He described scenes that seemed to be from a faraway country fighting off savage insurgents, not from the heart of American democracy. “People died that day,” Mr. Raskin said. “Officers ended up with head damage and brain damage. People’s eyes were gouged. An officer had a heart attack. An officer lost three fingers that day. Two officers have taken their own lives.”
He seemed to linger on details that would resonate personally with the experience of his audience. “Members of Congress, at least on the House side, were removing their pins so they couldn’t be identified by the mob as they tried to escape,” Mr. Raskin said.
His voice grew quiet as he made his big point.
“Senators, this cannot be our future,” Mr. Raskin said. “This cannot be the future of America.”
Mr. Raskin, a former constitutional law professor, opened his presentation with a violent video montage culled from news footage, floor speeches and an array of clips posted on social media by the participants.
The presentation was arranged to show Mr. Trump as a kind of narrator for the reconstruction of events. It began with his speech to supporters at a “Stop the Steal” rally outside the White House that the president had promoted as the culminating spectacle of his long-running and false claim that he had won the election.
The video showed Mr. Trump urging his supporters to head over to the Capitol, then cut to shots from the crowd in which his supporters were heard vowing to “take the Capitol” and “get the traitors.” The scene then moved toward the end and a clip of a defiant Mr. Trump outside the White House.
“I love you,” Mr. Trump told his supporters in a short video, made ostensibly to encourage them to leave the Capitol and go home. “You’re very special.”
The final image featured a tweet sent by Mr. Trump later that evening. “Remember this day forever,” it said.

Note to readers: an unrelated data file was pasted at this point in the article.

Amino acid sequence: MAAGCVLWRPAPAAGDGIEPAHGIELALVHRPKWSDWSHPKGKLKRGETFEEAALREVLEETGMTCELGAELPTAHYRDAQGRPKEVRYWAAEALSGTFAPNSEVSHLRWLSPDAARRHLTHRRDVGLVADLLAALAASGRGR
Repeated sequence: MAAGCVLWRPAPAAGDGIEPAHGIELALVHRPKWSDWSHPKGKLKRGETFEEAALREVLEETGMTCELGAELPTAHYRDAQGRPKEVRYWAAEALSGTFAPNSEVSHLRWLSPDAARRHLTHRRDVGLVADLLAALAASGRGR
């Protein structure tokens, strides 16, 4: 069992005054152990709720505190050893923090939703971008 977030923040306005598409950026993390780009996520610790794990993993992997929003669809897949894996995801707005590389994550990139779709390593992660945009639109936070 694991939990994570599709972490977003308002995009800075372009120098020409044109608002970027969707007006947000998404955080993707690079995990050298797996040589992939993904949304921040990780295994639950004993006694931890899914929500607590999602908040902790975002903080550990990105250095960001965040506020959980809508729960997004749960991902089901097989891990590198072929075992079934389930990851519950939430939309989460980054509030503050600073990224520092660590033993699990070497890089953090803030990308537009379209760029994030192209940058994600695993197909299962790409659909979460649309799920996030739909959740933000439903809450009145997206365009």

Mr. Raskin’s emotional appeal came after a lengthy legal argument in which he said that Mr. Trump and his lawyers were asking senators to create an illogical “January exception” that flew in the face of the founders’ intent. Recreating debates from the 1787 Constitutional Convention, Mr. Raskin argued that the Senate must not allow a president to become immune from conduct committed in his last month in office.
“Everyone can see immediately why this is so dangerous,” he said. “It is an invitation to the president to take his best shot at anything he may want to do on his way out the door, including using violent means to lock that door, to hang on to the Oval Office at all costs and block the peaceful transfer of power.”
Mr. Trump’s lawyers had argued that the whole trial was unconstitutional because he had already left office, negating the need for a proceeding they asserted was devised to remove him from that office.
In response, Mr. Raskin said the events of Jan. 6 were proof of why such a remedy would be necessary: to deter a departing president from resorting to violence in an effort to remain in office.
“He would have you believe there is absolutely nothing the Senate can do about it,” Mr. Raskin said, gesturing at the images from the montage. “No trial. No facts. He wants you to decide that the Senate is powerless at that point. That can’t be right.”
Mr. Raskin said the framers had intended just the opposite. They had been perfectly comfortable with impeaching former officials, he said.
They chose to give the Senate “sole power” to try “all impeachments,” he said, citing the Constitution. “All means all,” Mr. Raskin said. “There are no exceptions to the rule.”
Despite the graphic imagery Mr. Raskin used and the gruesome events he described, his tenor was without rancor or partisan blame. He spoke of how colleagues from both parties offered him condolences on Jan. 6 as he prepared the speech he would deliver as Congress met to certify the election results.
“I felt a sense of being lifted up from the agony,” Mr. Raskin said, shortly before that day took its ugly turn.